A 26 YEAR OLD CONGOLESE INVENTOR MAKES AFRICA’S FIRST COMPUTER


By Paul Ndiho
April 17, 2012

In an age of technological marvels, it may not be a surprise that a young Congolese inventor is behind Africa’s first homegrown tablet computer that is selling for 300 dollars. It’s the first of its kind, invented in Africa by 26 years old student, Verone Mankou; it’s called the Way-C, meaning ‘starlight’ in a dialect of Northern Congo.
It’s part the technological revolution that is sweeping across the continent – where almost every free hand; and nearly every face pinched in concentration, focused on a hand held device like a tablet computer, ipad’s or smartphone.
In other parts of the world the Apple iPad is often the innovation of choice, but in Africa, it’s an innovation of necessity – And in Brazzaville, Congo, it’s the Way-C, Africa’s very own tablet computer is designed to bring cheap technology and internet connectivity to the masses.

“This is primarily a Congolese product. I had to buy it because it was made by a Congolese, and after I wanted to see and I had some doubt like everyone thought, if this product would last? But I was proved wrong and I am pleased I bought it.”
The Way-C’s designer and engineer, Verona Mankou, says his goal was to create affordable computers and to bring internet access to millions of Africans. The device is designed in Congo, the Way-C is assembled in China, to keep the price low and because the Central African Nation lacks facilities to manufacture in the tablet.
“At the beginning, the idea was to come up with a computer tablet that wasn’t expensive, to allow as many people to have access to internet. Over the years, the computer has evolved and is no longer just accessible in the office. So our project also changed in 2007, and we moved towards making a computer tablet. After years of research and technology, as well as financing for the project, we managed to finish the product in 2011, we then presented it, and it has been on the market since January 2012.”
The Way-C was created by Mankou’s company, VMK and went on sale for the first time this year in Congo at 300 US dollars. VMK forecasts its domestic sales to reach over 100 thousand tablets in one year within one year, before it launches to neighboring countries in West Africa.
It is a little smaller than Apple’s iPad, with a 7-inch screen and weighing in at 380 grams. It runs on an Android operating system, with 4GB internal memory and 512MB of RAM compared to iPad’s 1GB but Mankou says its technical features put it on the same page as other tablets in the market.
“It’s also an electronic book because with it has a memory of 4 gigabytes, which for some may appear too little, but it can contain up to 3000 ebooks. Basically it is an ideal companion that you can use anywhere. You can surf the internet and be in touch with relatives via applications like facebook, share information on application as twitter, basically it is a computer, which can be used on the move.”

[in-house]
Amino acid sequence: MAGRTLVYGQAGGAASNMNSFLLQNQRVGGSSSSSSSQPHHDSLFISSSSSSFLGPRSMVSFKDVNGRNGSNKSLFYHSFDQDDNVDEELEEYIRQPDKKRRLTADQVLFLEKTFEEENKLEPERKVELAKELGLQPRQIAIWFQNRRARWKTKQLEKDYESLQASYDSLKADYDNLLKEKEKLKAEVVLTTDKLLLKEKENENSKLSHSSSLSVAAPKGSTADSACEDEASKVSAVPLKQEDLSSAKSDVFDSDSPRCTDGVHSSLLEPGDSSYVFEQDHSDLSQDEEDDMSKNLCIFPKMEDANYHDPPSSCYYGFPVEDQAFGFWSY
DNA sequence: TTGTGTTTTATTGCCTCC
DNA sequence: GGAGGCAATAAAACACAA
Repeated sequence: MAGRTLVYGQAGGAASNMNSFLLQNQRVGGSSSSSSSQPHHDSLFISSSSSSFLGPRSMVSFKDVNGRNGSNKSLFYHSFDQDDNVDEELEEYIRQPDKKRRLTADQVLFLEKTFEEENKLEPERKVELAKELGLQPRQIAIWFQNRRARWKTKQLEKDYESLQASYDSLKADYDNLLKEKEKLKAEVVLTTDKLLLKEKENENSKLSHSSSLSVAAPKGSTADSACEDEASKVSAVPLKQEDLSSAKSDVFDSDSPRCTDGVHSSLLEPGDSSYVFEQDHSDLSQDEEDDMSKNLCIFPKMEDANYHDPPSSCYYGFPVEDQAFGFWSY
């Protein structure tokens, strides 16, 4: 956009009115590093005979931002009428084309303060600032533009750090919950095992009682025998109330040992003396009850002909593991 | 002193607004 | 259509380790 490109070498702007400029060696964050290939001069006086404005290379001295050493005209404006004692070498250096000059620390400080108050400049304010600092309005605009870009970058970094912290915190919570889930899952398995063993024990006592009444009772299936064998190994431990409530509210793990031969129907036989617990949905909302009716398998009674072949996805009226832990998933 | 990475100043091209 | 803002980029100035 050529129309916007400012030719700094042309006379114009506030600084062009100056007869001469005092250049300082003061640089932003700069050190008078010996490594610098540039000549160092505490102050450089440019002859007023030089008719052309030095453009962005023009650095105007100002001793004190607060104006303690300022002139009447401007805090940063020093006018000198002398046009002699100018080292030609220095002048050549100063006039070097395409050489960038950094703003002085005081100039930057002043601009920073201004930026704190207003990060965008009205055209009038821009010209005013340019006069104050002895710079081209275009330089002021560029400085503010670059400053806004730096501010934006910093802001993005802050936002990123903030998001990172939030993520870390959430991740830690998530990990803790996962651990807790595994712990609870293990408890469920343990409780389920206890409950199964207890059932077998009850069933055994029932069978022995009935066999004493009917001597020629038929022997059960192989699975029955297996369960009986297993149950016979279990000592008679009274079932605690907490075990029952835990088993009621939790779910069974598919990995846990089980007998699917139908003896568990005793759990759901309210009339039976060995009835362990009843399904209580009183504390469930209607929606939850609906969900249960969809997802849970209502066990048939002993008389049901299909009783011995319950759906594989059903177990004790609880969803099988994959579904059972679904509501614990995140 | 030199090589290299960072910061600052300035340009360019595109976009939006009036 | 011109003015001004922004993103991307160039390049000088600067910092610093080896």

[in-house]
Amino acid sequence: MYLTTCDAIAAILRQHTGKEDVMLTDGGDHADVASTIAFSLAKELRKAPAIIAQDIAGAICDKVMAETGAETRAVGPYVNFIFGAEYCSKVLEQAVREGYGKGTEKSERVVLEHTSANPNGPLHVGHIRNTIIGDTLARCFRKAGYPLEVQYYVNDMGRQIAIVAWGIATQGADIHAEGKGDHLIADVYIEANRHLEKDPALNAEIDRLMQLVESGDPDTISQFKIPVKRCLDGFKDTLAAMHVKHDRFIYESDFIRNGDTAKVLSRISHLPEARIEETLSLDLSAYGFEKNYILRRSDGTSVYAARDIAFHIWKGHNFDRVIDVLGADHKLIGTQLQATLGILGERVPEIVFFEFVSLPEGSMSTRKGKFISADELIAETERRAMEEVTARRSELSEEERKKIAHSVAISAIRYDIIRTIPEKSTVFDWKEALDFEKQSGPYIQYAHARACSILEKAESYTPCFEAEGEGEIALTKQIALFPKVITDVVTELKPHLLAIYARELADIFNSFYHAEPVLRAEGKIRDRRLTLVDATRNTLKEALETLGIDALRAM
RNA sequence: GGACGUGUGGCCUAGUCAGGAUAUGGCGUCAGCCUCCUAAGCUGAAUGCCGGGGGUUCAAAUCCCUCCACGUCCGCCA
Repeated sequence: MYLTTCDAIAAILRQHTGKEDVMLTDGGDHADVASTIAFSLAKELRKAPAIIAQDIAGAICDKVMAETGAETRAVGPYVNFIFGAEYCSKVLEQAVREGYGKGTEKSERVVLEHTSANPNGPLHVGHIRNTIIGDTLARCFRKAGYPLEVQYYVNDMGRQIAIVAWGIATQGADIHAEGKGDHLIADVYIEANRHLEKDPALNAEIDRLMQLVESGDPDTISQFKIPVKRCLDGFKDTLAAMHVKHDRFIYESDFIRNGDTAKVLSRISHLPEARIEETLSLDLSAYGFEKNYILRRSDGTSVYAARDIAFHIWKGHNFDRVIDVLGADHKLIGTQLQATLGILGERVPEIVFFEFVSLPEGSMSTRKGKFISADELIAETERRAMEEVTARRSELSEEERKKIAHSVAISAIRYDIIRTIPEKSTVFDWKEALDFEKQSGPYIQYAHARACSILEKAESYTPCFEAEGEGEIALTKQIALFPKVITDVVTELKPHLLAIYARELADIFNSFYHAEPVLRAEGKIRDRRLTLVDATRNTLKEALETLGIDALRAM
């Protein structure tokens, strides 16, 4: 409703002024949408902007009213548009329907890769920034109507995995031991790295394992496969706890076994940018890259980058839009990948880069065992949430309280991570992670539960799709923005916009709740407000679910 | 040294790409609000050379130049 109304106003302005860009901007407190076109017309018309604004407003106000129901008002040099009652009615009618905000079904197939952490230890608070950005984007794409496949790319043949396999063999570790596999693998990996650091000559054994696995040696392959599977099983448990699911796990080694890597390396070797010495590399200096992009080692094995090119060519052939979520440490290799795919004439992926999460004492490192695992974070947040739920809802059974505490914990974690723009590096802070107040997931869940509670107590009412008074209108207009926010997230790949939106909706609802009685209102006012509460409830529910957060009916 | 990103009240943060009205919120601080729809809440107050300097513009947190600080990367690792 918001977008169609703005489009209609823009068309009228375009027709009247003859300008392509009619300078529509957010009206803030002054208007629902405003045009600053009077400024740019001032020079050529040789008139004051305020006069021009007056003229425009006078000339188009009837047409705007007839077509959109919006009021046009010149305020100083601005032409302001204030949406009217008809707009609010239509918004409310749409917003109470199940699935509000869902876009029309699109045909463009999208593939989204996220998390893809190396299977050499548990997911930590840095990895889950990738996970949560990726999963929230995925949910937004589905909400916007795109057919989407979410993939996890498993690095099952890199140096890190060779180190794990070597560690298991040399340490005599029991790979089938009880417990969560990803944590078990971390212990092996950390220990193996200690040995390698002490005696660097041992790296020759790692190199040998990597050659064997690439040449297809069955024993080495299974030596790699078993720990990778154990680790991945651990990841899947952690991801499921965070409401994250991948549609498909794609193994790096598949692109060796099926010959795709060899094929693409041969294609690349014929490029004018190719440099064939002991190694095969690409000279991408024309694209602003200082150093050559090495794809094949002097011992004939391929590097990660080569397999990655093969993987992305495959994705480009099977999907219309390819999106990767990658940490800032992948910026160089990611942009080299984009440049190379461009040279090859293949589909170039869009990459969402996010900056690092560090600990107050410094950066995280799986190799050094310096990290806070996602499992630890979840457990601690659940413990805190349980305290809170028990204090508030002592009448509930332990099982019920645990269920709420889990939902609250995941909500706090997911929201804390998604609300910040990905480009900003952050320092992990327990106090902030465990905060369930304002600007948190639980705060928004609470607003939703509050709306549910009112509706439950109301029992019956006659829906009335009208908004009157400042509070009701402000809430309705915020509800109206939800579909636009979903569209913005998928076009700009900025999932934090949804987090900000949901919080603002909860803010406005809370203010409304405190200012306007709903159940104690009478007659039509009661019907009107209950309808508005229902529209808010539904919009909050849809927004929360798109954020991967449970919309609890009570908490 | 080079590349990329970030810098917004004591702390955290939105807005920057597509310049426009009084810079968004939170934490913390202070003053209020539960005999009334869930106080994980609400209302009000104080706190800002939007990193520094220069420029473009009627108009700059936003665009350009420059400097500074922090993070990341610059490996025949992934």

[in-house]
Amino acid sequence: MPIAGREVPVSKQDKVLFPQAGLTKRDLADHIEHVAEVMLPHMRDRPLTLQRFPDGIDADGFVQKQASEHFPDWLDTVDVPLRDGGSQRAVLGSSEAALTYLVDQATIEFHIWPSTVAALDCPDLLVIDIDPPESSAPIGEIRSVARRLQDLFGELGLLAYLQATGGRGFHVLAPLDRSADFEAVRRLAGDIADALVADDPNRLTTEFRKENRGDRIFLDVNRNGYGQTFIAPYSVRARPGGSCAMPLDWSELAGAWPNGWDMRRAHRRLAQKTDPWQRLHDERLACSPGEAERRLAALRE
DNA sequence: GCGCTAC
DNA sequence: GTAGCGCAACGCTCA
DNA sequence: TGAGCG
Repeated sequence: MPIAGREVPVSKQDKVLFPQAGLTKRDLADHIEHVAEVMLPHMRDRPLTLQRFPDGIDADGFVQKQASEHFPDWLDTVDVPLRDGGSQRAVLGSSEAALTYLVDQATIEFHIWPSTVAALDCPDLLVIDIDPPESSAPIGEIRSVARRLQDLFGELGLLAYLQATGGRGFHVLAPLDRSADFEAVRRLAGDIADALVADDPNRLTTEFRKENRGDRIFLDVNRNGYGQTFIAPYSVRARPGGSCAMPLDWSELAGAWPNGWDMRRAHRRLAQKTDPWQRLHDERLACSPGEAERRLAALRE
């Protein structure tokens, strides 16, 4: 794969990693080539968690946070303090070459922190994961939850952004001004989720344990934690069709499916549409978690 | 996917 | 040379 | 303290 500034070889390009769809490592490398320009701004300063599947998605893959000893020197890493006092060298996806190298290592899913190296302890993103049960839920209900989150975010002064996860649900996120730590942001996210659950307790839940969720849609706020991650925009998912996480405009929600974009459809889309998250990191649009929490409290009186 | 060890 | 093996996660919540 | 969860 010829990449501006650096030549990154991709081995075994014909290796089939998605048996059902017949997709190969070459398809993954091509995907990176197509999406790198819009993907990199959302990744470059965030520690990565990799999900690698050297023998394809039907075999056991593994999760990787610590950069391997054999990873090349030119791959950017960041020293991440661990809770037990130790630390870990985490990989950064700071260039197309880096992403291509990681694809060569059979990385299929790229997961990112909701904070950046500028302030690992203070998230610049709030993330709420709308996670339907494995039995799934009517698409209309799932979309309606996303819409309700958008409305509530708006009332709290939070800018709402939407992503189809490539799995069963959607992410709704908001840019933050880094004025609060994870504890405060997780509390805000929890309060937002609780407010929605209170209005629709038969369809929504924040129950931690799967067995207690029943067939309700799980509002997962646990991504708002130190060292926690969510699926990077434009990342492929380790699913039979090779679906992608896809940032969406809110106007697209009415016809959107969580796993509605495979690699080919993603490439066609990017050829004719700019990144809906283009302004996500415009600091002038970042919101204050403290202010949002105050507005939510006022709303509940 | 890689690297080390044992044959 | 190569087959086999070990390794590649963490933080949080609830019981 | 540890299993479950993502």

The Way-C is retailed in Congo by Indian based mobile phone company Bharti Airtel and has sold over 2000 units in Brazzaville alone with more orders streaming in.
“From the customers’ experience, meaning those who have bought the product and those who have used it, they have seen its efficiency, speed and capacity, and the customers have also quickly realized that the product is on par with those on the international market, which is why we have seen the product quickly selling off the shelves,”
Africa is the fastest growing mobile market in the world and will be home to 738 million handsets by the end of this year, according to a survey by GSMA, which represents the interests of mobile operators worldwide. The survey says the rise of smartphones has also given millions of African internet access for the first time.
Mankou says that with a product like the Way-C the opportunities to get people connected are high, because it is a reliable and reasonably priced device.
“For many people, it was a surprise because they did not expect to see a product with such quality and reliability. I personally think that the product is reliable because if the product was not reliable, we would not put have put it on the market if it was not reliable, a great partner like Airtel would not have wanted to attach its name on something that is not legit”.
Technology experts are dubbing Verona Mankou as the next “Steve Jobs of Africa” and that he’s among a growing class of technology developers. The popularity of his locally engineered product is even more enticing for the tech-savvy youth than internationally known brands as Africa increasingly relies on homegrown innovations.
“Even iPad and the other products were made with good quality, but they were not made in seconds. Those behind the Congolese computer tablet started it bit by bit, so yes I still think that it’s a solid product. Over time, there will be more expertise and progress, and the product will have better quality,”
At 26 year old, Verona Mankou, is wasting little time creating his next product. His company already is working on a Congolese smartphone that he expects will launch later this year.
Electronic giants like Samsung are already aggressively courting African consumers with “Built for Africa” smartphones that feature energy-saving electrical appliances purpose built to withstand high temperatures and erratic power supply.

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